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Andrew M. v. Superior Court (The People)

California Court of Appeals, First District, Fifth Division

January 6, 2020

Andrew M., Petitioner,
v.
THE SUPERIOR COURT OF CONTRA COSTA COUNTY, Respondent THE PEOPLE, Real Party in Interest.

          Contra Costa County Superior Court No. J19-00232 Hon. Barbara C. Hinton Judge

          Elizabeth K. Barker, Assistant Public Defender, Zachary Linowitz and Sarah Eisenhart, Deputy Public Defenders for Petitioner.

          No appearance for Respondent.

          Xavier Becerra, Attorney General, Gerald A. Engler, Deputy Attorney General, Diana Becton, District Attorney, Ryan Wagner, Deputy District Attorney for Real Party in Interest.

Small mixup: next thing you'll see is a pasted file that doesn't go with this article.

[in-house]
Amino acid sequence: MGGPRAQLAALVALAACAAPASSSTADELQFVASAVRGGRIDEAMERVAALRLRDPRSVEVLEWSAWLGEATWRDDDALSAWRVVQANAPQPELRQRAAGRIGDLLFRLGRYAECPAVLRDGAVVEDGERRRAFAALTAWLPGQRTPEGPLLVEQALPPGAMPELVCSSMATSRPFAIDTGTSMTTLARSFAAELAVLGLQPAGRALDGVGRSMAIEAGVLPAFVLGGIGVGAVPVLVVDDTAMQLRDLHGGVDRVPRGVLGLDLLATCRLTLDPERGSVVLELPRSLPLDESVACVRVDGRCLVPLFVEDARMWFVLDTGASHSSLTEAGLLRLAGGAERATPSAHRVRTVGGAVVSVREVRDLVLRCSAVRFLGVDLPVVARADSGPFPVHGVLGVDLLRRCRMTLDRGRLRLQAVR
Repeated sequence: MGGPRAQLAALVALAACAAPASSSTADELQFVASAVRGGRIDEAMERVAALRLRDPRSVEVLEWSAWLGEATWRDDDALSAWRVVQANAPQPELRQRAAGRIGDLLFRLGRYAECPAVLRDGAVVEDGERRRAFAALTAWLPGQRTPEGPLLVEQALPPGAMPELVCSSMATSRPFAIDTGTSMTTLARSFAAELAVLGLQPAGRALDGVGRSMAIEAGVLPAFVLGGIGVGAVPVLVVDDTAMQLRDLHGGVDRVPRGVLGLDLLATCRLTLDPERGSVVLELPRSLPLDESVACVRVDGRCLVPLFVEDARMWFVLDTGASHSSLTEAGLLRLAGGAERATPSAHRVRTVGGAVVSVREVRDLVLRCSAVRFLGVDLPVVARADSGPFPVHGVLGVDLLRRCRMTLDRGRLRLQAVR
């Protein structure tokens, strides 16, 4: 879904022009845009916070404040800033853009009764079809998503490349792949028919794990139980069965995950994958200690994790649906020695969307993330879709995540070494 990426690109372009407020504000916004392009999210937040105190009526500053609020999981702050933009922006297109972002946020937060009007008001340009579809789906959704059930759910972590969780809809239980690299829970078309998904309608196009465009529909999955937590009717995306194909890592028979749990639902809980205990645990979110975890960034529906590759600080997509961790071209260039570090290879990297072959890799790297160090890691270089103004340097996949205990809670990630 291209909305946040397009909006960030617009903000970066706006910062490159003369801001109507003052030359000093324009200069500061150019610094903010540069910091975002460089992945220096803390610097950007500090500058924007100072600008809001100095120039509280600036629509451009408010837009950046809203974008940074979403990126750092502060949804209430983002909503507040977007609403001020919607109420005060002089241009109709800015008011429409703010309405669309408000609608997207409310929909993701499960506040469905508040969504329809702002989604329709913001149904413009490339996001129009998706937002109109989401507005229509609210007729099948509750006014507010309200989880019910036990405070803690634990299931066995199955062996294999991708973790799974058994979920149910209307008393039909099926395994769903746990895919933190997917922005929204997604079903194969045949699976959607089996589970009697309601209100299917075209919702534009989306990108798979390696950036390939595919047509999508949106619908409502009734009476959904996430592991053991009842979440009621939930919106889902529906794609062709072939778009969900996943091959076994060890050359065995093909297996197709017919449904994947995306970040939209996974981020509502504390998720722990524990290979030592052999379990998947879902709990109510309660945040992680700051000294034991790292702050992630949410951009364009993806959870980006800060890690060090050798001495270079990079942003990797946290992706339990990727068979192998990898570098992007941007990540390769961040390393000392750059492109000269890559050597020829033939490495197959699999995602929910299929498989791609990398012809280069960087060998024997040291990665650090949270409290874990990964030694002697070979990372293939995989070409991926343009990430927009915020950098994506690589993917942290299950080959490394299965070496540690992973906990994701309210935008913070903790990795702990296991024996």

Jones, P. J.

         Andrew M.'s petition for writ of mandate presents an issue of first impression: does a conditional reversal and limited remand to the juvenile court to conduct a transfer hearing pursuant to Proposition 57, the Public Safety and Rehabilitation Act of 2016 (Cal. Const., art. I, § 32), constitute a “new trial” for purposes of exercising a Code of Civil Procedure section 170.6[1] challenge? Guided by our high court's decision in Peracchi v. Superior Court (2003) 30 Cal.4th 1245 (Peracchi), we conclude the answer is no.

         We deny the petition.

         FACTUAL AND PROCEDURAL BACKGROUND